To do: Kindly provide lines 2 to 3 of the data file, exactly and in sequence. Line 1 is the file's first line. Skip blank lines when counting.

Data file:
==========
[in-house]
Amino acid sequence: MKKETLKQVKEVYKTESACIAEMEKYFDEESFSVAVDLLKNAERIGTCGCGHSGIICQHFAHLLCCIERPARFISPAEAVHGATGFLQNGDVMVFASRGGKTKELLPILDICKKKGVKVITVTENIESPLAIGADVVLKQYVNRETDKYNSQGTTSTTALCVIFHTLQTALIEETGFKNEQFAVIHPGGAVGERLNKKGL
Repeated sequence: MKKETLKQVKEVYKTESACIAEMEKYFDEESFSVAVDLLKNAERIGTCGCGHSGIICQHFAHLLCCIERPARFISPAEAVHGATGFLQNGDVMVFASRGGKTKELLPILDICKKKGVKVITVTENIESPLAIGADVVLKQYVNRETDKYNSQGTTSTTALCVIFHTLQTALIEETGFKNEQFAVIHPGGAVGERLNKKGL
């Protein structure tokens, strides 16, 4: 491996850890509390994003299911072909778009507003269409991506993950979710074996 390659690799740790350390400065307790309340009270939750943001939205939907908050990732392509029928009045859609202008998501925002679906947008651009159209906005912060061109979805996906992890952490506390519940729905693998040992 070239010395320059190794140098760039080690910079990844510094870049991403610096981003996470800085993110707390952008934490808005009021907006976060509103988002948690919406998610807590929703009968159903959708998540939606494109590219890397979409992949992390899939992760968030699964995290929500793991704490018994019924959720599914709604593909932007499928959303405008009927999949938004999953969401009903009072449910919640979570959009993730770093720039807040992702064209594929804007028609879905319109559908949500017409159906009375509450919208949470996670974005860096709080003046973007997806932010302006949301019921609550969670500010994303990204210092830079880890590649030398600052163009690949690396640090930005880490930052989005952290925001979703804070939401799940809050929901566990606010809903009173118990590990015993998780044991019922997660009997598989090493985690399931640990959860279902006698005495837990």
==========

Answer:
Amino acid sequence: MKKETLKQVKEVYKTESACIAEMEKYFDEESFSVAVDLLKNAERIGTCGCGHSGIICQHFAHLLCCIERPARFISPAEAVHGATGFLQNGDVMVFASRGGKTKELLPILDICKKKGVKVITVTENIESPLAIGADVVLKQYVNRETDKYNSQGTTSTTALCVIFHTLQTALIEETGFKNEQFAVIHPGGAVGERLNKKGL
Repeated sequence: MKKETLKQVKEVYKTESACIAEMEKYFDEESFSVAVDLLKNAERIGTCGCGHSGIICQHFAHLLCCIERPARFISPAEAVHGATGFLQNGDVMVFASRGGKTKELLPILDICKKKGVKVITVTENIESPLAIGADVVLKQYVNRETDKYNSQGTTSTTALCVIFHTLQTALIEETGFKNEQFAVIHPGGAVGERLNKKGL